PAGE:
By popular demand: Experimental History Reading List

Here’s the reading list from the experimental history course that I taught this past spring to CCA undergraduate students. You will see many people, concepts, and works discussed on this site.

In this seminar we explore recent forms of “experimental practice” in architectural, urban, and spatial history — considering the future possibilities of these methods. While all forms of architectural, urban and spatial historical inquiry involve some form of experimentation, this course explores methods, techniques, and media that force the history of spaces to appear in highly unconventional forms. “Experimental” spatial histories typically confront our expectations of history as a practice and often enable neglected aspects of a city’s history (eg. of particular people, things, or events) to take on a more visible and central role in urban life. In this sense, experimental history is like public history; however in using the term “experimental” we hope to emphasize the critical implications of unusual methods rather than their often mass-communicative capacities.

Recent experimental historical projects involve appropriations of the practice of historical reenactment (eg. Jeremy Deller’s “Battle of Orgreave” or or the PBS series “1900 House”), reconstructions of the ineffable matter of famous buildings (eg. Jorge Otero Pailos’ reconstruction of the odors of the Glass House); “counter-factual” histories that examine alternative pasts and presents of cities (eg. Crimson’s “What If?”); or acts of maintenance on historical spaces that enable us to consider how maintenance erases and preserves aspects of our collective past.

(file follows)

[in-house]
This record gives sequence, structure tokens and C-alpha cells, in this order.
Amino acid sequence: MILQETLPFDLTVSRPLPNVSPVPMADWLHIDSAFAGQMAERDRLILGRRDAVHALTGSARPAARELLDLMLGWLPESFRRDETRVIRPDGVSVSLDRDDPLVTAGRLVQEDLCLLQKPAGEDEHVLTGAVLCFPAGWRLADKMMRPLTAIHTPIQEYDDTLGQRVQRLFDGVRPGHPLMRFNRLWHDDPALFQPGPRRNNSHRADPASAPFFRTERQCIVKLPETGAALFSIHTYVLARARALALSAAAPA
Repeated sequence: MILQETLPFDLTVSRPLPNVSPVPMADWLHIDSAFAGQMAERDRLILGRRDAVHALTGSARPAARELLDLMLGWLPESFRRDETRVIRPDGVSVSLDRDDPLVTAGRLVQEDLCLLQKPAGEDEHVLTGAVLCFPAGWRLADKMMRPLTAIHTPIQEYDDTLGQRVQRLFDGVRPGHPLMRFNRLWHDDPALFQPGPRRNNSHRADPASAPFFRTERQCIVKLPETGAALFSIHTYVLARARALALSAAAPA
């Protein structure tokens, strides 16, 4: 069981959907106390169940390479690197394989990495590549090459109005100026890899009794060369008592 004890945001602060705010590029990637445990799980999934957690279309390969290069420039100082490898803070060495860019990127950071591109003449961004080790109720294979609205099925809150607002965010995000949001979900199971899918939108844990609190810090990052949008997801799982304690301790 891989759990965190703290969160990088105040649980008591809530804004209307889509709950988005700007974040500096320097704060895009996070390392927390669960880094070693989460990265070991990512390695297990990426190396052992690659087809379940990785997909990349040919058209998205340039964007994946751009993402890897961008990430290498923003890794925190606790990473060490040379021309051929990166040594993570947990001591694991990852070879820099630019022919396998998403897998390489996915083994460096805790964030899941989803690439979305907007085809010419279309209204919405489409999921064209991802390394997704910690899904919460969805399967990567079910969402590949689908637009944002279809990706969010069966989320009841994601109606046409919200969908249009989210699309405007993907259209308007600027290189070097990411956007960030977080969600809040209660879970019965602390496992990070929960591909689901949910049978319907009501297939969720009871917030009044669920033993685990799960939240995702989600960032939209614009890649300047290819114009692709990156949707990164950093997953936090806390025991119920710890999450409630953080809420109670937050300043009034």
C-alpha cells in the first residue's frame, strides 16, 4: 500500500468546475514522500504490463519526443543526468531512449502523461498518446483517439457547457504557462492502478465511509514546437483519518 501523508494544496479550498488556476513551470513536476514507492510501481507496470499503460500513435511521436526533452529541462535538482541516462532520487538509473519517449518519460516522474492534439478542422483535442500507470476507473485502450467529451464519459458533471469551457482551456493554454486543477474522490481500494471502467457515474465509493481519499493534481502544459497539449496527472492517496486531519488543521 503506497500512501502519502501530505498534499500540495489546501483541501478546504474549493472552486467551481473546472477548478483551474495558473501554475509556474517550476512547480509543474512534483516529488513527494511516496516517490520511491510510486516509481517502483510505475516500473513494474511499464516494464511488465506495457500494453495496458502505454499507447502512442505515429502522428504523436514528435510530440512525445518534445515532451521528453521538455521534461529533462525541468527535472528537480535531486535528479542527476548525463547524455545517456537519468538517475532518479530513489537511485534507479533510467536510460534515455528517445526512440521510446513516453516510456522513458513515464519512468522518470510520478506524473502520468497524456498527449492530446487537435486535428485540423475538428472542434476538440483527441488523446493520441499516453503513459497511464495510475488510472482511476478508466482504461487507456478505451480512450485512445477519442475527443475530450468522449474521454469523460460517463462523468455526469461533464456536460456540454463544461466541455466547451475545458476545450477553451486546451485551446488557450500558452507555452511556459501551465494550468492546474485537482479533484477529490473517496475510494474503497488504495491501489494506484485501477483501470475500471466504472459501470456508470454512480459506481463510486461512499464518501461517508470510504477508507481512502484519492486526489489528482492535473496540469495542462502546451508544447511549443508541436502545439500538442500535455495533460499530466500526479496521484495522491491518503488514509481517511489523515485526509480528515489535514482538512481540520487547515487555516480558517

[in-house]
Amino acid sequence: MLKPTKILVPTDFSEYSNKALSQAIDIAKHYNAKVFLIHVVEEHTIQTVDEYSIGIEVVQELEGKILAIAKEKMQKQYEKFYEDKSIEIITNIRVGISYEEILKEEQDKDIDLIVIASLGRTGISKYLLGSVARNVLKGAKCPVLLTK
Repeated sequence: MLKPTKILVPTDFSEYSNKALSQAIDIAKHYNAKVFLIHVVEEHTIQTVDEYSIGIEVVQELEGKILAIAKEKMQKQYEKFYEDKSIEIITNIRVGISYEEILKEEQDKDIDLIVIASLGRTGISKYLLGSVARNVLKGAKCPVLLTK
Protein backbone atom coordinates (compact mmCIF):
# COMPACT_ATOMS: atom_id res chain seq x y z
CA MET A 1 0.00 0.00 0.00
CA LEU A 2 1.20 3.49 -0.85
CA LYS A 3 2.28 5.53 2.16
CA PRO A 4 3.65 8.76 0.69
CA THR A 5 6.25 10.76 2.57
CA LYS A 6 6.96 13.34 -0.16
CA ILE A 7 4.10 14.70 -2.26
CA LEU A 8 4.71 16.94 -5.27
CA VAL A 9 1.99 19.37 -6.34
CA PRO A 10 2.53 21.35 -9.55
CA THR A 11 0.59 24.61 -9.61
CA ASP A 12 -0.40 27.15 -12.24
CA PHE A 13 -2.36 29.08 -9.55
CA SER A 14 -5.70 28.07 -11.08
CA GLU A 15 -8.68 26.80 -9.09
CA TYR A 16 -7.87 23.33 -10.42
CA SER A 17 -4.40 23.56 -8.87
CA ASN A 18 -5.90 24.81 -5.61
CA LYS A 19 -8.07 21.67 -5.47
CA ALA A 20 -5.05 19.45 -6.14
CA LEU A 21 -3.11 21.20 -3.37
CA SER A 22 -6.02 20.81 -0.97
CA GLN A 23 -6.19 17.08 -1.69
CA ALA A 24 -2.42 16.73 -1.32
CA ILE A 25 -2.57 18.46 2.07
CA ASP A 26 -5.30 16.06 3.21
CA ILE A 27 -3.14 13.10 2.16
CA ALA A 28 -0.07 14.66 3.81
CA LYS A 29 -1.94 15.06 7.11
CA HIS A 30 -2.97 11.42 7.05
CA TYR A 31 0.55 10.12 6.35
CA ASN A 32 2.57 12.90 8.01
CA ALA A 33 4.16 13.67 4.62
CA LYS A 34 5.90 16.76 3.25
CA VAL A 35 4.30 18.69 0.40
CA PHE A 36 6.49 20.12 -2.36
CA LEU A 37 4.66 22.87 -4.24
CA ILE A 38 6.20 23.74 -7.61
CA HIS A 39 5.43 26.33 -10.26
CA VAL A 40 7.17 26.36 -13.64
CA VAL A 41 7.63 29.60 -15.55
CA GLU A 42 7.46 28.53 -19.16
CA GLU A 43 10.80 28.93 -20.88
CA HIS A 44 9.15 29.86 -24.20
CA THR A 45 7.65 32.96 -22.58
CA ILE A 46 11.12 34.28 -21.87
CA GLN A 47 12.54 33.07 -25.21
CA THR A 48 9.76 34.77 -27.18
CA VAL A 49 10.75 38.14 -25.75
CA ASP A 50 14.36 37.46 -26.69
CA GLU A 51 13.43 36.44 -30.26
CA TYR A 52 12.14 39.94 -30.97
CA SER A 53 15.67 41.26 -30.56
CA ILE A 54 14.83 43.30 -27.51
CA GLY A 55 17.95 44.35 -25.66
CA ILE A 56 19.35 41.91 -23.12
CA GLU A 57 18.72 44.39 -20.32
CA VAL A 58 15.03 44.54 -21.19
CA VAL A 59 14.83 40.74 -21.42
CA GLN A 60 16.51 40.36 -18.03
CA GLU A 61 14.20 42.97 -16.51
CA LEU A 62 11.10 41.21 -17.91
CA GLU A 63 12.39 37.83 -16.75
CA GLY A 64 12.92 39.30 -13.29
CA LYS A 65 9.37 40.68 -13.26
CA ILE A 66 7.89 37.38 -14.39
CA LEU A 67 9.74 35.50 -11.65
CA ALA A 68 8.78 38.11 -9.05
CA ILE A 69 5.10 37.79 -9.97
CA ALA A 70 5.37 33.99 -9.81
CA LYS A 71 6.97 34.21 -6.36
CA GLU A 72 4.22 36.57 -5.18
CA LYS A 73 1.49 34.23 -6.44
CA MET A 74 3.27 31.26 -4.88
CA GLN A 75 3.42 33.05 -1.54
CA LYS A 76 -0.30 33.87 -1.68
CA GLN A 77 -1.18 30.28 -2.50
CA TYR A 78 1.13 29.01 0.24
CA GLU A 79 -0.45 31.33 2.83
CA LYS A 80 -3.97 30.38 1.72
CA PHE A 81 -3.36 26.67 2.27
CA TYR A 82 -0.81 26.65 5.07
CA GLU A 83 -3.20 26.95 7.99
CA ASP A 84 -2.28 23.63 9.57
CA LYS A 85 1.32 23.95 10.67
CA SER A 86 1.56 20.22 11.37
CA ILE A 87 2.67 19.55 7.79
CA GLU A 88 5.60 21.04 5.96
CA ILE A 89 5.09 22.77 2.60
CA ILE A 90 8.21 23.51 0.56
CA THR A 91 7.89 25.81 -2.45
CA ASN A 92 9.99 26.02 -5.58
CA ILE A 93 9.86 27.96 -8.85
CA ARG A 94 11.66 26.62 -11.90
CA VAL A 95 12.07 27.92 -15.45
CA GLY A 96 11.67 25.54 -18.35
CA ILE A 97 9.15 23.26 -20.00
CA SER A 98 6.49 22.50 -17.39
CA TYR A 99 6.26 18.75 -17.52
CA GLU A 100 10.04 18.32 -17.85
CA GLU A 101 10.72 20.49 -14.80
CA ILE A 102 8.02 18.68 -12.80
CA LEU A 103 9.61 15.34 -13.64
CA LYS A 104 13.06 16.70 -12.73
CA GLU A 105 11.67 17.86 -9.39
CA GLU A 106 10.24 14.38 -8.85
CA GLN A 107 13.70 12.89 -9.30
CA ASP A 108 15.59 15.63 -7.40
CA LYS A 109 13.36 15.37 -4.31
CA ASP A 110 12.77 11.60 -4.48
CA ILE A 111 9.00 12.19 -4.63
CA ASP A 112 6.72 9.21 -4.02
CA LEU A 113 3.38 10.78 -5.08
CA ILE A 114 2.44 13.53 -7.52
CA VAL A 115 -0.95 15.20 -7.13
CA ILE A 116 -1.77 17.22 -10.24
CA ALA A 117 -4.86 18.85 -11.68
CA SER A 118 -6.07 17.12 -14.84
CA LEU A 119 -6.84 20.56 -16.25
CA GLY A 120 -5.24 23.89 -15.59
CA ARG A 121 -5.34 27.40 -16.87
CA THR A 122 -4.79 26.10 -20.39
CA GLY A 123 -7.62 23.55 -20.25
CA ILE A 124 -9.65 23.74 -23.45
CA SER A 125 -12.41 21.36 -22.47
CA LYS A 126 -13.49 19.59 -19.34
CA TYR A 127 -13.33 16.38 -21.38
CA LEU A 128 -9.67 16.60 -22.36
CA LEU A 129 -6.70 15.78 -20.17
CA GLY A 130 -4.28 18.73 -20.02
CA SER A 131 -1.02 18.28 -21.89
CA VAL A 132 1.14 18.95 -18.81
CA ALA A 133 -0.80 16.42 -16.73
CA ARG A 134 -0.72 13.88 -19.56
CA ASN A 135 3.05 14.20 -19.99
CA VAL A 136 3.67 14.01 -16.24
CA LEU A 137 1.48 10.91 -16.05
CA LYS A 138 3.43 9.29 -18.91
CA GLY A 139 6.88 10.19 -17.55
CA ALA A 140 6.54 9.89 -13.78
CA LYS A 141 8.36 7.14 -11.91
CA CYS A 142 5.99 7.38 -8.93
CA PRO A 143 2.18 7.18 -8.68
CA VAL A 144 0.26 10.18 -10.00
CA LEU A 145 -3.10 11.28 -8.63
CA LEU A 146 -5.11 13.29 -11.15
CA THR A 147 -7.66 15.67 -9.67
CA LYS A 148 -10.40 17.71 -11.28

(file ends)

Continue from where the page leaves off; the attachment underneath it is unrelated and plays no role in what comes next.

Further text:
The course will entail readings, the viewing of television and film, and select site visits. Students are expected to write weekly critical responses and to develop an experimental history of a particular site in San Francisco that includes a substantial written component.

1. The Functions of History
*Friedrich Nietzsche “Uses and Abuses of History”
*Benjamin, Walter (1940) “On the Concept of History”*
*Lowenthal, David (1986) “Benefits and Burdens of the Past” in The Past is a Foreign Country (Cambridge: Cambridge
University Press): 35-73.

2. Reenactments
*Agnew, Lisa (2004) “Introduction: What is Reenactment?” in Criticism, 46.3: 327-339.
*Thompson, Nato (2006) “Ahistoric Essay” in Ahistoric Occasion: Artists Making History (Mass Moca): 12-25.

Case Studies
*Jeremy Deller, The Battle of Orgreave, 2002

*1900 House, BBC Documentary, 1999

3.Tours and Guides
*Kurgan, Laura (2002) “Around Ground Zero.” Grey Room, 7: 96-101.

*Davis, Felicia (2001) “Uncovering Places of Memory: Walking Tours of Manhattan” in Sites of Memory: Perspectives on Architecture and Race (New York: Princeton Architectural Press): 27-36

*Studio Beirut (2009) “My City” and “Over a Cup of Coffee” in Beyroutes (Rotterdam: Volume Magazine): 8-17.

Case Studies:
*Laura Kurgan, Around Ground Zero, 2002
(in Kurgan’s essay above)

*Beyroutes: Guide to Lebanon (2009)

*“After the Gold Rush,” Jeremy Deller, CCA, 2002

*Black Panther Tour
( )

4. Reconstructions
*Jorge Otero-Pailos (2008) “An Olfactory Reconstruction of Philip Johnson’s Glass House.” AA Files, 57.

Case Studies:
*Jorge Otero Pailos, Olfactory Reconstruction of Philip Johnson’s Glass House, 2008